Finally, at the close of the suppression hearing, the Government questioned whether Simmons would have standing to contest the search of van since it was Brown's vehicle and she had given Officer Maley consent to search it. It is not entirely clear whether the Government is questioning the Defendant's standing to object to the search when it occurred or his standing to raise the issue at the suppression hearing. However, since the testimony at the hearing demonstrated that Simmons had permission to drive the van at the time in question, we conclude that he has standing to contest the search. See United States v. Baker, 221 F.3d 438, 442-3 (3d Cir. 2000)(collecting cases). We will enter an appropriate order.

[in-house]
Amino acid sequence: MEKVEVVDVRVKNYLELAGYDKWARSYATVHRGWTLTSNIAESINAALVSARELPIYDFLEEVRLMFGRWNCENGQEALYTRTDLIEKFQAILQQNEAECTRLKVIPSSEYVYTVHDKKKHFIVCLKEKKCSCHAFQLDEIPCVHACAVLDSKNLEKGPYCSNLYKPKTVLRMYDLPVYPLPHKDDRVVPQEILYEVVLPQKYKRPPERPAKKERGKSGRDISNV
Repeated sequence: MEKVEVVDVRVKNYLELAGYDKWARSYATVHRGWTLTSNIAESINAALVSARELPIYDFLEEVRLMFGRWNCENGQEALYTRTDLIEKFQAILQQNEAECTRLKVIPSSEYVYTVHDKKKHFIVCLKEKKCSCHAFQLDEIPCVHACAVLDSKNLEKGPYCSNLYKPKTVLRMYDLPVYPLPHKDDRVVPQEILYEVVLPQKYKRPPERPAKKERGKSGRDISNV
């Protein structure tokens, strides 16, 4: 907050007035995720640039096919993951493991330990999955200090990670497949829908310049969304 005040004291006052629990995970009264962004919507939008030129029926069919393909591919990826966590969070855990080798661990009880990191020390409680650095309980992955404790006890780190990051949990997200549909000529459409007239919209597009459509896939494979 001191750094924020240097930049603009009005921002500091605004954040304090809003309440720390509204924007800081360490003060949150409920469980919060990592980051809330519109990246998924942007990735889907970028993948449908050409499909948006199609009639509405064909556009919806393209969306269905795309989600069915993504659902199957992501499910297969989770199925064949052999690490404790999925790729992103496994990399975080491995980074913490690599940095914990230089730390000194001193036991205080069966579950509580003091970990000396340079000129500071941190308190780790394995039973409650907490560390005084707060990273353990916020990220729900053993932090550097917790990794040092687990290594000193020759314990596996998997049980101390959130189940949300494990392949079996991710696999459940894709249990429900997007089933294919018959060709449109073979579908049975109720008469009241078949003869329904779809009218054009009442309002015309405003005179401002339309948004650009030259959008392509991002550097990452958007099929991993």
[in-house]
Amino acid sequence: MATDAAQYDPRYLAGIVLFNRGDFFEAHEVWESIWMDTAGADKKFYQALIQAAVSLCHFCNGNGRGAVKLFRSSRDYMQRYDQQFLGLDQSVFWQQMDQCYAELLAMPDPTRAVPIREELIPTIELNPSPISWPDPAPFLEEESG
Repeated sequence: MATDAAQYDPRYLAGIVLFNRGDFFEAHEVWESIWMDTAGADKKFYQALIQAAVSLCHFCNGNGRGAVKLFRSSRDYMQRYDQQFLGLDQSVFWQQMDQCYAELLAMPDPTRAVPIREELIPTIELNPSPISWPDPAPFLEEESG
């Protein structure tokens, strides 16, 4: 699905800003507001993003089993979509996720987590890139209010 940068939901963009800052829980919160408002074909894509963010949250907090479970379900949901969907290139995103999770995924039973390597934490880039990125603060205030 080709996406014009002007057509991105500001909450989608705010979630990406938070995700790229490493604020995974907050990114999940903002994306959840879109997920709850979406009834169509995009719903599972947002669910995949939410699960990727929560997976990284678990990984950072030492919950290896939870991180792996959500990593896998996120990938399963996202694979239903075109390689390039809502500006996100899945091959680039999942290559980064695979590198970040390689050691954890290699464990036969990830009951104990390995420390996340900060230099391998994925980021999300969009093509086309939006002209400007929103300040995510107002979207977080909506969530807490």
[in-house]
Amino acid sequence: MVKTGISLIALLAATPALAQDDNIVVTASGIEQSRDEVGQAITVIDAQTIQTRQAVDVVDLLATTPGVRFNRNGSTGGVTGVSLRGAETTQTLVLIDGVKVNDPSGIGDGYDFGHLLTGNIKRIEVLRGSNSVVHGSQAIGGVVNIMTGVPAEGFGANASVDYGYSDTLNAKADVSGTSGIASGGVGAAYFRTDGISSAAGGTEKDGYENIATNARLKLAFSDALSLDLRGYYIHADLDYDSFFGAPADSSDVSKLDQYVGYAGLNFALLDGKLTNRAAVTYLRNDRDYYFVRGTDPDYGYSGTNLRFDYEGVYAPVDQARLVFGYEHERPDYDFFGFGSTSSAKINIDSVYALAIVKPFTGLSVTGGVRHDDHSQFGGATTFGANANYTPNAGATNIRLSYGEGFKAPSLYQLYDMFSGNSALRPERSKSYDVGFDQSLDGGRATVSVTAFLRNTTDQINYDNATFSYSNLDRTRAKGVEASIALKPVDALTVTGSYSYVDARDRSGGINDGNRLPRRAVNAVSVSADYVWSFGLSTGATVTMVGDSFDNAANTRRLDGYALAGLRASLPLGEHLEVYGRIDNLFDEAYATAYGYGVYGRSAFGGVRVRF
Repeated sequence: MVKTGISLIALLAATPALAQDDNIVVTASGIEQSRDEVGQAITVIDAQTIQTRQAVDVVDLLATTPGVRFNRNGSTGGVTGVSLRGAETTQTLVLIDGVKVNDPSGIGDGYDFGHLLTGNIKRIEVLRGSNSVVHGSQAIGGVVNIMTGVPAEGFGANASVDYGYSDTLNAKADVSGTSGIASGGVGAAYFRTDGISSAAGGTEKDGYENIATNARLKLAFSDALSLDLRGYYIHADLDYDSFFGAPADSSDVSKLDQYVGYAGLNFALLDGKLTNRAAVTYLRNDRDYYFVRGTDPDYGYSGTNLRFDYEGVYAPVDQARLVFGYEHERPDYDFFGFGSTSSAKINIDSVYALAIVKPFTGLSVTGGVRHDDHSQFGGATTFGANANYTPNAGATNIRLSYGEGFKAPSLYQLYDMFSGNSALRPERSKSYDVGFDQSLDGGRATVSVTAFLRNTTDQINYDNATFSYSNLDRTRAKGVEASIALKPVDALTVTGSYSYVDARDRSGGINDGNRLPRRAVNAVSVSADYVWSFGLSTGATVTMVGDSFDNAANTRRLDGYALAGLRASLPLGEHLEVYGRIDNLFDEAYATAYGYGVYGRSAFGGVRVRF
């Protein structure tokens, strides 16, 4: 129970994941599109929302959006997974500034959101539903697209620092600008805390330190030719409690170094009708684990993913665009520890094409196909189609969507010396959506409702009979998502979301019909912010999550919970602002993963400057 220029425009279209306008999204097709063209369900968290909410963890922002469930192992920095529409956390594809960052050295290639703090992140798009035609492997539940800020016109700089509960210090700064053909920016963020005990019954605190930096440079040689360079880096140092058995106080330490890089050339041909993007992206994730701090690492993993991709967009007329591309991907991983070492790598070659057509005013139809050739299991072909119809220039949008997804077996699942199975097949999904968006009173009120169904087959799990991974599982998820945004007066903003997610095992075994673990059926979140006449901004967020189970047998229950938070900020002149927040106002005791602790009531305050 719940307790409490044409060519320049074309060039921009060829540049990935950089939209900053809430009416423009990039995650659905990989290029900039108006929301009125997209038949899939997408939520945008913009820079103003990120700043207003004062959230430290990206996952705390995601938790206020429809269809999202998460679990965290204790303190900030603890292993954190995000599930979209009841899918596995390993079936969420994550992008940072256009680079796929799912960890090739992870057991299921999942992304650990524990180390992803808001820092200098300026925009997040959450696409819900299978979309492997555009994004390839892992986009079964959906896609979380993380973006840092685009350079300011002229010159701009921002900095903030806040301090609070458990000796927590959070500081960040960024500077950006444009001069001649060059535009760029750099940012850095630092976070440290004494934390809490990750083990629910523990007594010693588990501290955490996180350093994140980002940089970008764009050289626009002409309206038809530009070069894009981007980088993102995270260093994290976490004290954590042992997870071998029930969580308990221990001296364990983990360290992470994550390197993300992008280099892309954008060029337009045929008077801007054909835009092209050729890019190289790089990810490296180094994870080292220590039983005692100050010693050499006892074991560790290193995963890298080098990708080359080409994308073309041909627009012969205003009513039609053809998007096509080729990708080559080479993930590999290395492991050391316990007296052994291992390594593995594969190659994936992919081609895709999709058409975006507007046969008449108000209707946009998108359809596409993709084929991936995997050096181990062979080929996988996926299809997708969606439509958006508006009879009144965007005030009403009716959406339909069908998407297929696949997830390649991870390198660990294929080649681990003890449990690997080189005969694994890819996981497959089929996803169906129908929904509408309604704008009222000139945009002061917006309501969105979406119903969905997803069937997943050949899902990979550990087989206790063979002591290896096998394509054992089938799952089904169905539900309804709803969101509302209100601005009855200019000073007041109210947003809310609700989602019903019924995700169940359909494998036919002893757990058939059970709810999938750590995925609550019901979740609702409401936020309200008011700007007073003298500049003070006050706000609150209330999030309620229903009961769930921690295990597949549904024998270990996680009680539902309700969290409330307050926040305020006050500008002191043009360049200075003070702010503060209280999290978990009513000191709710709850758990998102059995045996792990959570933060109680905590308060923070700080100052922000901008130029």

AND NOW, this 9th day of May, 2006, it is Ordered that the Defendant's motion to suppress (doc. 21) is denied.
William W. Caldwell United States District Judge